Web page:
Have you ever noticed the way your body just loosens up when your favorite song comes on? It doesn't matter if you're in the car or cleaning the house, you just feel compelled to move it! It works the same way for your clients. Music can help create effective workouts by helping clients amp up their energy, maintain their drive and keep their focus whether theyre squeezing in 30 minutes of abs or pounding through 60 minutes of step.

But what types of music are most effective? Do you need different sounds for different classes and areas in your facility? And what can you expect when your music program is in place? Consider a handful of factors before you get started, and you and your clients will see results quickly.


The Heart of the Matter

Heart rate: If theres such a thing as a buzz phrase, this is it. Especially with the increasing availability of heart rate monitors that are both more effective and less expensive, plenty of cardio enthusiasts are tracking their workouts by zeroing in on their heart rate. Unfortunately, weve all experienced an exercise session that just doesnt help us raise our heart rate quickly and maintain it for a period of time.

Fortunately, heart rate has a workout buddy: beats per minute, or BPM. Every song, from a languid ballad to a pounding dance track, can be described in terms of beats per minute. And a songs BPM serves as a simple yardstick to help evaluate when and where it may be effective as part of a music program.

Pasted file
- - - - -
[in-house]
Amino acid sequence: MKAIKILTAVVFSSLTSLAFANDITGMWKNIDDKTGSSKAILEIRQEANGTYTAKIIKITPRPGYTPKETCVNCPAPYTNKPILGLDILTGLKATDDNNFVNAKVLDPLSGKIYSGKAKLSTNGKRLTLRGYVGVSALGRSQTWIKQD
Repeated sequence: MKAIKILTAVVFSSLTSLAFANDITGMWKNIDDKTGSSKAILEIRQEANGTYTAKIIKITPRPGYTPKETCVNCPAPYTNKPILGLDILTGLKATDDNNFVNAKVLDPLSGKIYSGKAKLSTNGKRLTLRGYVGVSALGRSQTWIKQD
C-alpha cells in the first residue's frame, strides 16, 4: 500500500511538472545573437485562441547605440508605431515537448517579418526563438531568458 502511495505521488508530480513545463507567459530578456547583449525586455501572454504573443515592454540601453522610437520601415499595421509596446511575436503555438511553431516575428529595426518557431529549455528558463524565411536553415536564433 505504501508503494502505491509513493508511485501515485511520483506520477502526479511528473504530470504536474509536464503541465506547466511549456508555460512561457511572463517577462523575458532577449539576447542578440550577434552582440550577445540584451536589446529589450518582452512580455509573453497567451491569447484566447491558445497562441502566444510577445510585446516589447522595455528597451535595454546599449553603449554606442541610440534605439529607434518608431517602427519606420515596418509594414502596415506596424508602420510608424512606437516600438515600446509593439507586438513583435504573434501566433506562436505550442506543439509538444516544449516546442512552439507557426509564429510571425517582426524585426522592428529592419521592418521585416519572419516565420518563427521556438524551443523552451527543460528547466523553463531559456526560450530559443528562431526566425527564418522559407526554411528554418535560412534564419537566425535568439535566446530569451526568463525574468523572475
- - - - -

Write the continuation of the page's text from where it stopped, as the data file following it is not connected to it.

The focal point of many fitness facility music programs is cardio studios. While clients probably tune into their personal playlists on the treadmill, they need to be able to hear the instructors commands during group exercise. And if those commands are timed to a song with a higher BPM, the participants will be stepping, reaching and jumping faster and, you guessed it, their heart rates will be rising faster.

So whats the magic number? A minimum BPM of 132 is the accepted industry standard. Some facilities advocate a higher number, but as long as your songs range from 132 to 170 BPM, your clients will be able to reach their target heart rate and maintain it without difficulty.

If you're having trouble translating BPM to music youre familiar with, keep this in mind: The typical dance track is between 122 and 128 beats per minute. This also means that its likely youll have to seek out music specially designed for fitness environments to find the higher BPM you need.


Moving Beyond Cardio

While your cardio studios may be the heart of your facility, chances are there may be other areas where music can provide a boost before and after cardio sessions. Consider all of your facilitys functional areas: your lobby, locker rooms, juice bar or caf


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